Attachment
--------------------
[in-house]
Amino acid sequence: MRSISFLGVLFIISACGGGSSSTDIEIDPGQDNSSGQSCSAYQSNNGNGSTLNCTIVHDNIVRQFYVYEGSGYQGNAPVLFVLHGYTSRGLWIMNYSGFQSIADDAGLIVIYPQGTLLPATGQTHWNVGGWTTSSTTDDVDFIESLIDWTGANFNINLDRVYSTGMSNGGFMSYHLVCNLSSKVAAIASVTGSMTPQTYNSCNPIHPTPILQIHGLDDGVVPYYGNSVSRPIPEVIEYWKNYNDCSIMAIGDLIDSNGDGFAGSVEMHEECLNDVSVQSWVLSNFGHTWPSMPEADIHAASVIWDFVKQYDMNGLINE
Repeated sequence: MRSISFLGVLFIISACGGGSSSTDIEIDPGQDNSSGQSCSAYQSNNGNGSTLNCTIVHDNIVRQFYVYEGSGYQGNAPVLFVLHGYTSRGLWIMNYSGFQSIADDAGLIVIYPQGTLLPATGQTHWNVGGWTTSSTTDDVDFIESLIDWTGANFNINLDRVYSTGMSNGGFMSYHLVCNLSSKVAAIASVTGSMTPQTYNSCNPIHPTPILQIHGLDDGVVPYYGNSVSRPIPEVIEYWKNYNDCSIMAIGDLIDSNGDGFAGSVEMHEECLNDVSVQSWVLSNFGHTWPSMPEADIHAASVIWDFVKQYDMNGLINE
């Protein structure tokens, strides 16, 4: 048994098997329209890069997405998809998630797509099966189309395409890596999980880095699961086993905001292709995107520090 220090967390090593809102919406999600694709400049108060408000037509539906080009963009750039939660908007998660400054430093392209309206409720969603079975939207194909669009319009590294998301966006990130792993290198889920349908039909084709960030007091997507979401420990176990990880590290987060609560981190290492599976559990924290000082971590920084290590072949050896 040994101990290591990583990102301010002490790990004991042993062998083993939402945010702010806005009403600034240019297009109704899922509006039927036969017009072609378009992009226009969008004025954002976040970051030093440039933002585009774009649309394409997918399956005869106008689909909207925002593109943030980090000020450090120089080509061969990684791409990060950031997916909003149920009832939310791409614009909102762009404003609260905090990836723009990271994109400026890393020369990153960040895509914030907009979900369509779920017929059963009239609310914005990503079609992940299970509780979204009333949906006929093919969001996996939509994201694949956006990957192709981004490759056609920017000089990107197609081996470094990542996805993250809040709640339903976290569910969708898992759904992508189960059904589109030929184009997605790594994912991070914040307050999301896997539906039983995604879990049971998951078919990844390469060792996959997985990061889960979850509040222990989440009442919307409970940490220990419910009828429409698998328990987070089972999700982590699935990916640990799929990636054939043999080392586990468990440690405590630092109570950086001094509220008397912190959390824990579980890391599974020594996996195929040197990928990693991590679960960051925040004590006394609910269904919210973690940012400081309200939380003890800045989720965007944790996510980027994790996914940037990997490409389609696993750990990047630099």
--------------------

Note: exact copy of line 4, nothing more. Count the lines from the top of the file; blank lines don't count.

């Protein structure tokens, strides 16, 4: 048994098997329209890069997405998809998630797509099966189309395409890596999980880095699961086993905001292709995107520090 220090967390090593809102919406999600694709400049108060408000037509539906080009963009750039939660908007998660400054430093392209309206409720969603079975939207194909669009319009590294998301966006990130792993290198889920349908039909084709960030007091997507979401420990176990990880590290987060609560981190290492599976559990924290000082971590920084290590072949050896 040994101990290591990583990102301010002490790990004991042993062998083993939402945010702010806005009403600034240019297009109704899922509006039927036969017009072609378009992009226009969008004025954002976040970051030093440039933002585009774009649309394409997918399956005869106008689909909207925002593109943030980090000020450090120089080509061969990684791409990060950031997916909003149920009832939310791409614009909102762009404003609260905090990836723009990271994109400026890393020369990153960040895509914030907009979900369509779920017929059963009239609310914005990503079609992940299970509780979204009333949906006929093919969001996996939509994201694949956006990957192709981004490759056609920017000089990107197609081996470094990542996805993250809040709640339903976290569910969708898992759904992508189960059904589109030929184009997605790594994912991070914040307050999301896997539906039983995604879990049971998951078919990844390469060792996959997985990061889960979850509040222990989440009442919307409970940490220990419910009828429409698998328990987070089972999700982590699935990916640990799929990636054939043999080392586990468990440690405590630092109570950086001094509220008397912190959390824990579980890391599974020594996996195929040197990928990693991590679960960051925040004590006394609910269904919210973690940012400081309200939380003890800045989720965007944790996510980027994790996914940037990997490409389609696993750990990047630099």